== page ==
My lung function is still very good, as in, I certainly don't need oxygen. However I also get short of breath very easily, usually even walking at a normal pace on flat ground for a bit. The solution, in my case, is to just move slower and to stop and catch my breath as needed. Which is miles above needing to use oxygen, or being incapacitated.


    It can take awhile to really recuperate from any lung infection, so you can probably expect a little more improvement as you regain your endurance. Sometimes its not the lungs alone, but the heart and lungs working together, and being out of shape (which occurs very quickly, within a week or two of not exercising) exacerbates it. 


    If your doctor allows it, try to do just a tiny bit more every day. Like, moseying for one minute more on each walk. Try to keep a steady pace that doesn't leave you gasping for air, which is likely a lot slower than you are used to. What I like about this plan for improving endurance is that it leaves me feeling a sense of accomplishment, but also doesn't exhaust me or land me back in bed. And it is amazing how fast those tiny little minutes can add up, over the course of a month.  Gradually, you might notice a bit of improvement because your heart and lungs and muscles are starting to coordinate their efforts better, as you recover.


    You won't "recover" from scleroderma, of course, but you likely have a ways to go before you are really recovered from the flu. It can knock the socks of folks, and it can even take healthy people a long time before their functioning is really back to normal.  So please have patience with your recovery.


    Basically, you are not alone, even though each and every one of us has a different path and experience with this highly individualized disease.



  13. Hi Quiltfairy,


    First of all, I'm very sorry that you are feeling upset, and I hope that you can somehow mentally make your peace with this soon. I'm glad you turned to us, to help you think things over.


    Secondly, I've never heard of a peer support person before. I don't know what they are, how you get one, or what they are supposed to do. To me, "peer" usually means someone in pretty much the same boat; someone in a similar situation. But she sounds pretty healthy. So where does the "peer" come in, and in what way is she supposed to be helping you?


    Probably the closest you're going to come to "peer support" is right here in the forums, and even then, most of us are going to misfire and say things wrong while trying to offer support and a comforting shoulder. I would expect that a trained professional though (if indeed this is what she is) should probably usually have a little bit more wisdom or training when it comes to something like this.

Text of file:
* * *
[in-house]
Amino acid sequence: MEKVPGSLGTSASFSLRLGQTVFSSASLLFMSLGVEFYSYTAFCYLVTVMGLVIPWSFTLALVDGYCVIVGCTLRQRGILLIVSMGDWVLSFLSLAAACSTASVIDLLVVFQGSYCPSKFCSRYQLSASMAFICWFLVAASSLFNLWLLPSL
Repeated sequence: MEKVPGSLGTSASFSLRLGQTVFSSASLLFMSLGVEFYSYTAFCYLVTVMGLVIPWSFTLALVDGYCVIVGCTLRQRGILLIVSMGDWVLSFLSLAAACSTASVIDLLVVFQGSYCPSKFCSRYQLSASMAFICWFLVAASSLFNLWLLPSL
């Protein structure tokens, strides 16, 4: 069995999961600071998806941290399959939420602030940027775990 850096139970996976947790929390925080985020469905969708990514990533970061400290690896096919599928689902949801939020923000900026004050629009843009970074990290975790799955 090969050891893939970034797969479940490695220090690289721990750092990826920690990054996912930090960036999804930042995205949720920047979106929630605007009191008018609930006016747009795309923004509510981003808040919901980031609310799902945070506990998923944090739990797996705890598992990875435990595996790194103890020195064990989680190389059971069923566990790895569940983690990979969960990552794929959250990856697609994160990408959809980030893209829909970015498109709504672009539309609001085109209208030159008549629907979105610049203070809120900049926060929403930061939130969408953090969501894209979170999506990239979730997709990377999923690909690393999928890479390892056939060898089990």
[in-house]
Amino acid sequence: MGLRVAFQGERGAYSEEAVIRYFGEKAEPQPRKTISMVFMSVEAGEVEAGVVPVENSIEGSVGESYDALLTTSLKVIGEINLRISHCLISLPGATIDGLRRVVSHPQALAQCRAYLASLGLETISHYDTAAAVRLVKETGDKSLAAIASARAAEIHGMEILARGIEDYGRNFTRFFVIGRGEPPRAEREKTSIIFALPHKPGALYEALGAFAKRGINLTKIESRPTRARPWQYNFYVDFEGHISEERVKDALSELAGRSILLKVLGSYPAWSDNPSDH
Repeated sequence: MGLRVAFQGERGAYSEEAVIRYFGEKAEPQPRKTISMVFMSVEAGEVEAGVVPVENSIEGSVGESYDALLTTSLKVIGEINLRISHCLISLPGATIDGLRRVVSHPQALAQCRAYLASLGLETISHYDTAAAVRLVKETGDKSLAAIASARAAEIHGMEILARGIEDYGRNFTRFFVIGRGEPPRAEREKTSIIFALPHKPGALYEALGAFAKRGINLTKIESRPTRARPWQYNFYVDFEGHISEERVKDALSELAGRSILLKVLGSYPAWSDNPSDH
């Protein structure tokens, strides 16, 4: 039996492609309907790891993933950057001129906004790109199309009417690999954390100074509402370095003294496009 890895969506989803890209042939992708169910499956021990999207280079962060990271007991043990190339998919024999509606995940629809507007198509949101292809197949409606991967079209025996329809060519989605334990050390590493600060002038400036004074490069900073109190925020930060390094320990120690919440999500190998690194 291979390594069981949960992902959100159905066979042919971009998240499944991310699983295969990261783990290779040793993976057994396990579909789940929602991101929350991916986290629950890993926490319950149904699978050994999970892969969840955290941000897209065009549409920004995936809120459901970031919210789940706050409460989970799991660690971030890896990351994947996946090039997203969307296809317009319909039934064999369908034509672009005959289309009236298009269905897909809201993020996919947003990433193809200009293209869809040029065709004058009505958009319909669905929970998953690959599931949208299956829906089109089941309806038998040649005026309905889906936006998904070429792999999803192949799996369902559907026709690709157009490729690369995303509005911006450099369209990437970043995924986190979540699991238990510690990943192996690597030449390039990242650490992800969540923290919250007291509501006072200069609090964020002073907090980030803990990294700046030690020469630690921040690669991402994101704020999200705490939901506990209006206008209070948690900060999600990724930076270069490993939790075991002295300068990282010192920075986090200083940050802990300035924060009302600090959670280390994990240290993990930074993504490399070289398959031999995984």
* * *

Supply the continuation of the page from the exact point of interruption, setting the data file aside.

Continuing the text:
I think she was trying to be empathetic. It doesn't sound like she was intending to be mean or hurtful to you.  If she was purposefully saying mean things intending to make you feel bad, then I would definitely recommend that you report her. And, of course, I don't know what her role is, her training, how you came about getting her/their services, etc.


    As you probably know, I've experienced a lot of losses of immediate family members in the past few years. I found that my hurt and grief made me more sensitive than usual.  Many people made sincere efforts to comfort me with using some of the most insensitive references, or at least, they seemed insensitive to me.  At first I was reeling by what some people said. Then I realized I had to quickly get my footing with it, because likely such sort of comments were going to continue, maybe for years.


    What I did was I adopted a slogan, "Listen to the music, not the words."  I tried to get in touch with the underlying emotion people were trying to express, such as sympathy, empathy, love, or just letting me know they cared. Nobody was trying to be mean or hurtful or upsetting to me; it was just me interpreting it that way. I could have just as easily tuned out their words, listened to the music of their intention to care, felt comforted by that thought, and stayed on my healing path. I must say, even some "trained professionals" like doctors and nurses and social workers said some things that I didn't like.